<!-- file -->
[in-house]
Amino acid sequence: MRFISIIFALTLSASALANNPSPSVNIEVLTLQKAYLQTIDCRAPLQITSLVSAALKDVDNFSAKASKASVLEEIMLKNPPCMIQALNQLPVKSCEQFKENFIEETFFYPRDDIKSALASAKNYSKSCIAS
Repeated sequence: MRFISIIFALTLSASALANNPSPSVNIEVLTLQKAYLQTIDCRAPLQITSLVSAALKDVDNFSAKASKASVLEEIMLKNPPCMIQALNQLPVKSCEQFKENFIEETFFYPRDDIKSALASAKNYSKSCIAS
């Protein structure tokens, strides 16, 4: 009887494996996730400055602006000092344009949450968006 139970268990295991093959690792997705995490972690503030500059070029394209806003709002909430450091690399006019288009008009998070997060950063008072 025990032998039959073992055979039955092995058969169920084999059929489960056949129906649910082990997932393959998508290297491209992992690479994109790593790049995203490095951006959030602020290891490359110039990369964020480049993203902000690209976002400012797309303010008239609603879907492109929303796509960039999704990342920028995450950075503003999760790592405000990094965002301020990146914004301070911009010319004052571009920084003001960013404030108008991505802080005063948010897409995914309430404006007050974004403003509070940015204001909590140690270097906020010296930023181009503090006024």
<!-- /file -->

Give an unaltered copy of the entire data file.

[in-house]
Amino acid sequence: MRFISIIFALTLSASALANNPSPSVNIEVLTLQKAYLQTIDCRAPLQITSLVSAALKDVDNFSAKASKASVLEEIMLKNPPCMIQALNQLPVKSCEQFKENFIEETFFYPRDDIKSALASAKNYSKSCIAS
Repeated sequence: MRFISIIFALTLSASALANNPSPSVNIEVLTLQKAYLQTIDCRAPLQITSLVSAALKDVDNFSAKASKASVLEEIMLKNPPCMIQALNQLPVKSCEQFKENFIEETFFYPRDDIKSALASAKNYSKSCIAS
């Protein structure tokens, strides 16, 4: 009887494996996730400055602006000092344009949450968006 139970268990295991093959690792997705995490972690503030500059070029394209806003709002909430450091690399006019288009008009998070997060950063008072 025990032998039959073992055979039955092995058969169920084999059929489960056949129906649910082990997932393959998508290297491209992992690479994109790593790049995203490095951006959030602020290891490359110039990369964020480049993203902000690209976002400012797309303010008239609603879907492109929303796509960039999704990342920028995450950075503003999760790592405000990094965002301020990146914004301070911009010319004052571009920084003001960013404030108008991505802080005063948010897409995914309430404006007050974004403003509070940015204001909590140690270097906020010296930023181009503090006024």